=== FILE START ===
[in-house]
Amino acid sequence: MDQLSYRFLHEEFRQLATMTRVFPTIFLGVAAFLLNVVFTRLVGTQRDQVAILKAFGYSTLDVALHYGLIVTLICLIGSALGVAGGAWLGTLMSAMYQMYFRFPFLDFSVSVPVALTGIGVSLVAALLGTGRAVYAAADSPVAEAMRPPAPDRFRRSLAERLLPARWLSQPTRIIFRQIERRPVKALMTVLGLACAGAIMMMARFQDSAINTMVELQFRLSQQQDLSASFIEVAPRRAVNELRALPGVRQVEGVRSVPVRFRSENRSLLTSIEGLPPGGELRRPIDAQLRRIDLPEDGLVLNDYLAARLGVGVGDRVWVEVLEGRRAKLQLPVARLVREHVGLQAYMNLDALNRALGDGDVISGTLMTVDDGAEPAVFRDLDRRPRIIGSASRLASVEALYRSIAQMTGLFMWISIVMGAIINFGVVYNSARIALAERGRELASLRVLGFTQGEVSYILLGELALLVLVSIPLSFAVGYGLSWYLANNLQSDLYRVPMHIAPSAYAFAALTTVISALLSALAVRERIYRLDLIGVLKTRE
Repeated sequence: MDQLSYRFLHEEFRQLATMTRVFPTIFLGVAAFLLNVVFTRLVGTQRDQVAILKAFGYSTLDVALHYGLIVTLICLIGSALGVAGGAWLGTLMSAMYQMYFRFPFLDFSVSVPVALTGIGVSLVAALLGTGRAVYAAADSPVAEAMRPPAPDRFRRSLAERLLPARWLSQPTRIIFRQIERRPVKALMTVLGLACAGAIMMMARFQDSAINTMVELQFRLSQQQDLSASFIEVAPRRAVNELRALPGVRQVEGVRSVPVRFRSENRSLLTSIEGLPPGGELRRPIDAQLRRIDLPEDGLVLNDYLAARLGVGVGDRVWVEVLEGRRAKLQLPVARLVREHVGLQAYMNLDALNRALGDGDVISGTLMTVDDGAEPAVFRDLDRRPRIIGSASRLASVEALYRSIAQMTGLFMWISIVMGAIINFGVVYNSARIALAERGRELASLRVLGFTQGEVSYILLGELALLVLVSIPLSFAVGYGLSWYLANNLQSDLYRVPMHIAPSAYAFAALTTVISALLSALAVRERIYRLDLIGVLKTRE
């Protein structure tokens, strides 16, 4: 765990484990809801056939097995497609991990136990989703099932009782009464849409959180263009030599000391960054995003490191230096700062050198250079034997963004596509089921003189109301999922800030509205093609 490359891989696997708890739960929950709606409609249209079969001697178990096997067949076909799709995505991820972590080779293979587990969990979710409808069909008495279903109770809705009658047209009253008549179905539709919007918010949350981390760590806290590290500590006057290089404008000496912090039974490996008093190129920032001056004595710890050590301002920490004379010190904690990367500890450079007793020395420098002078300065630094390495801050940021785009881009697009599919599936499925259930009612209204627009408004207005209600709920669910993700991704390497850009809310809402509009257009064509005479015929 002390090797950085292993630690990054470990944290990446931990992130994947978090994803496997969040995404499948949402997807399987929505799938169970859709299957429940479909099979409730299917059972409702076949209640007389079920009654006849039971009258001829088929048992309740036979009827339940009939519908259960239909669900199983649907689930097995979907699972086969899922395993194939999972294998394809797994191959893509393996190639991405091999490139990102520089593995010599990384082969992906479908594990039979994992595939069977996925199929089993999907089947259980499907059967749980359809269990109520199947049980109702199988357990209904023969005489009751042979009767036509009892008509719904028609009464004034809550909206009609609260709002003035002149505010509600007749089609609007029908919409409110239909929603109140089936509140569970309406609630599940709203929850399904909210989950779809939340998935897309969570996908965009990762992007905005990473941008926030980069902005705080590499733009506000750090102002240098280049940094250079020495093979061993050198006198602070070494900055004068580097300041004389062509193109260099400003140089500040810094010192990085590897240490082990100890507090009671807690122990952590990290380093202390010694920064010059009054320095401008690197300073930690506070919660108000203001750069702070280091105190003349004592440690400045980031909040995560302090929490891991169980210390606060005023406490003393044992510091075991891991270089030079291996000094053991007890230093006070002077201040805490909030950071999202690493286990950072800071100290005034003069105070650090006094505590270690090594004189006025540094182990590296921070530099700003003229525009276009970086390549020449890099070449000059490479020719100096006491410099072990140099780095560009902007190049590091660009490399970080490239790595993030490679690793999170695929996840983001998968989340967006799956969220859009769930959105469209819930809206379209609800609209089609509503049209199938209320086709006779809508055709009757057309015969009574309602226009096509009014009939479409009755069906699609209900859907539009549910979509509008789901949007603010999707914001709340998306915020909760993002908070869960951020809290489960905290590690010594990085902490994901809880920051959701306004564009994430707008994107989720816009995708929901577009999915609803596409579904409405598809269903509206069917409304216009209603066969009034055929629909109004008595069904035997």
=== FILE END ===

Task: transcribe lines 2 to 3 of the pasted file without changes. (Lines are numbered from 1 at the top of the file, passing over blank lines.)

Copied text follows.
Amino acid sequence: MDQLSYRFLHEEFRQLATMTRVFPTIFLGVAAFLLNVVFTRLVGTQRDQVAILKAFGYSTLDVALHYGLIVTLICLIGSALGVAGGAWLGTLMSAMYQMYFRFPFLDFSVSVPVALTGIGVSLVAALLGTGRAVYAAADSPVAEAMRPPAPDRFRRSLAERLLPARWLSQPTRIIFRQIERRPVKALMTVLGLACAGAIMMMARFQDSAINTMVELQFRLSQQQDLSASFIEVAPRRAVNELRALPGVRQVEGVRSVPVRFRSENRSLLTSIEGLPPGGELRRPIDAQLRRIDLPEDGLVLNDYLAARLGVGVGDRVWVEVLEGRRAKLQLPVARLVREHVGLQAYMNLDALNRALGDGDVISGTLMTVDDGAEPAVFRDLDRRPRIIGSASRLASVEALYRSIAQMTGLFMWISIVMGAIINFGVVYNSARIALAERGRELASLRVLGFTQGEVSYILLGELALLVLVSIPLSFAVGYGLSWYLANNLQSDLYRVPMHIAPSAYAFAALTTVISALLSALAVRERIYRLDLIGVLKTRE
Repeated sequence: MDQLSYRFLHEEFRQLATMTRVFPTIFLGVAAFLLNVVFTRLVGTQRDQVAILKAFGYSTLDVALHYGLIVTLICLIGSALGVAGGAWLGTLMSAMYQMYFRFPFLDFSVSVPVALTGIGVSLVAALLGTGRAVYAAADSPVAEAMRPPAPDRFRRSLAERLLPARWLSQPTRIIFRQIERRPVKALMTVLGLACAGAIMMMARFQDSAINTMVELQFRLSQQQDLSASFIEVAPRRAVNELRALPGVRQVEGVRSVPVRFRSENRSLLTSIEGLPPGGELRRPIDAQLRRIDLPEDGLVLNDYLAARLGVGVGDRVWVEVLEGRRAKLQLPVARLVREHVGLQAYMNLDALNRALGDGDVISGTLMTVDDGAEPAVFRDLDRRPRIIGSASRLASVEALYRSIAQMTGLFMWISIVMGAIINFGVVYNSARIALAERGRELASLRVLGFTQGEVSYILLGELALLVLVSIPLSFAVGYGLSWYLANNLQSDLYRVPMHIAPSAYAFAALTTVISALLSALAVRERIYRLDLIGVLKTRE